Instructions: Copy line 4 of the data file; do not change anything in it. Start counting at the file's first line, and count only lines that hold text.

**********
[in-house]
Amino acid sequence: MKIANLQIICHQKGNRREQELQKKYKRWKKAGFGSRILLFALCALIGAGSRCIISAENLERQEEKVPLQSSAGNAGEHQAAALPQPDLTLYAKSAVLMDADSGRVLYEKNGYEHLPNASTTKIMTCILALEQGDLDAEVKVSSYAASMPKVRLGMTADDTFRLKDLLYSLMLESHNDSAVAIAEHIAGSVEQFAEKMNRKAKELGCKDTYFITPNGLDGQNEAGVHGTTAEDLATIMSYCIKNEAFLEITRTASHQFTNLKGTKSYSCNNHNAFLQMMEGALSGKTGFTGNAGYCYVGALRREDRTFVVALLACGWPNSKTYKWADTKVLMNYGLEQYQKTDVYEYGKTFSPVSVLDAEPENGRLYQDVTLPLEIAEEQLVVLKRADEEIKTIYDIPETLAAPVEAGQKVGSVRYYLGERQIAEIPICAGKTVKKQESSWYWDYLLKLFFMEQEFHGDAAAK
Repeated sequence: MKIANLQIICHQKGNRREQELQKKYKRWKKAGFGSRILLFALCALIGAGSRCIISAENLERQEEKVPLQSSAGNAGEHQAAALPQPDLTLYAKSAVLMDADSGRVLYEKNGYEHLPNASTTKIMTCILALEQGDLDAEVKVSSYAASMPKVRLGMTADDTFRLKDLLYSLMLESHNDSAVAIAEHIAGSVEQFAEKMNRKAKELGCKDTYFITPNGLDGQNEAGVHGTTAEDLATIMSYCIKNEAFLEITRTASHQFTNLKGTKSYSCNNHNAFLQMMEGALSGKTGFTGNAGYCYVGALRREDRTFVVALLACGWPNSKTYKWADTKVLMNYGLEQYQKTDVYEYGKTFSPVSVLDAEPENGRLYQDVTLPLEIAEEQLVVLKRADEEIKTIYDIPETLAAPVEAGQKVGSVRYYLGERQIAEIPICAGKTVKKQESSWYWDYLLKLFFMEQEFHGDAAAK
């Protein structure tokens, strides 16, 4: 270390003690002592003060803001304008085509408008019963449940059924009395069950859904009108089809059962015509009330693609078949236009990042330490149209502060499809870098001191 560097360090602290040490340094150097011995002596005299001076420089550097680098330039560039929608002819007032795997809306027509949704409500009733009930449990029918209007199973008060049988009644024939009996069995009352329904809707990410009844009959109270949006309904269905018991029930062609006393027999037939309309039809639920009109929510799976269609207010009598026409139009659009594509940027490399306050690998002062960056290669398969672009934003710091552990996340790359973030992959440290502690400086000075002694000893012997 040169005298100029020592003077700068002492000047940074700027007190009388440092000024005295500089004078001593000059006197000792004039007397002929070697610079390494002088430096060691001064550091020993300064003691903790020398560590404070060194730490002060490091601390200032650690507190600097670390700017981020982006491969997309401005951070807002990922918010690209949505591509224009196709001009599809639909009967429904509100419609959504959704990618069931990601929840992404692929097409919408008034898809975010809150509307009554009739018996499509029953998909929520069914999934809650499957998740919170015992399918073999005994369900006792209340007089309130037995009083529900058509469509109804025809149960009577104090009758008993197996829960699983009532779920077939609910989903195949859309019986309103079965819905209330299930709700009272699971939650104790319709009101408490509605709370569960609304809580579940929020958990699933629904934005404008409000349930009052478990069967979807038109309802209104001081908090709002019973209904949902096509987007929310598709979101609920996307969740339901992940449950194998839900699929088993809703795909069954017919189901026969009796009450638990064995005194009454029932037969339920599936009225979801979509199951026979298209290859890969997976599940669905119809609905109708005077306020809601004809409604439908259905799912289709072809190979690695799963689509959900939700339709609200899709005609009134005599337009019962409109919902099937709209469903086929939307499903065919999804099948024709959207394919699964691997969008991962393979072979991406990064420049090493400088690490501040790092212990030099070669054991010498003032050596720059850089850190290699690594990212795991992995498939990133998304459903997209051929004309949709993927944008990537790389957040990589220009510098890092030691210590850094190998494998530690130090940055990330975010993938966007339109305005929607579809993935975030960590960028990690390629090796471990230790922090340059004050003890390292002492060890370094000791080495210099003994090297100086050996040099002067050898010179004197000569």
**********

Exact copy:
């Protein structure tokens, strides 16, 4: 270390003690002592003060803001304008085509408008019963449940059924009395069950859904009108089809059962015509009330693609078949236009990042330490149209502060499809870098001191 560097360090602290040490340094150097011995002596005299001076420089550097680098330039560039929608002819007032795997809306027509949704409500009733009930449990029918209007199973008060049988009644024939009996069995009352329904809707990410009844009959109270949006309904269905018991029930062609006393027999037939309309039809639920009109929510799976269609207010009598026409139009659009594509940027490399306050690998002062960056290669398969672009934003710091552990996340790359973030992959440290502690400086000075002694000893012997 040169005298100029020592003077700068002492000047940074700027007190009388440092000024005295500089004078001593000059006197000792004039007397002929070697610079390494002088430096060691001064550091020993300064003691903790020398560590404070060194730490002060490091601390200032650690507190600097670390700017981020982006491969997309401005951070807002990922918010690209949505591509224009196709001009599809639909009967429904509100419609959504959704990618069931990601929840992404692929097409919408008034898809975010809150509307009554009739018996499509029953998909929520069914999934809650499957998740919170015992399918073999005994369900006792209340007089309130037995009083529900058509469509109804025809149960009577104090009758008993197996829960699983009532779920077939609910989903195949859309019986309103079965819905209330299930709700009272699971939650104790319709009101408490509605709370569960609304809580579940929020958990699933629904934005404008409000349930009052478990069967979807038109309802209104001081908090709002019973209904949902096509987007929310598709979101609920996307969740339901992940449950194998839900699929088993809703795909069954017919189901026969009796009450638990064995005194009454029932037969339920599936009225979801979509199951026979298209290859890969997976599940669905119809609905109708005077306020809601004809409604439908259905799912289709072809190979690695799963689509959900939700339709609200899709005609009134005599337009019962409109919902099937709209469903086929939307499903065919999804099948024709959207394919699964691997969008991962393979072979991406990064420049090493400088690490501040790092212990030099070669054991010498003032050596720059850089850190290699690594990212795991992995498939990133998304459903997209051929004309949709993927944008990537790389957040990589220009510098890092030691210590850094190998494998530690130090940055990330975010993938966007339109305005929607579809993935975030960590960028990690390629090796471990230790922090340059004050003890390292002492060890370094000791080495210099003994090297100086050996040099002067050898010179004197000569």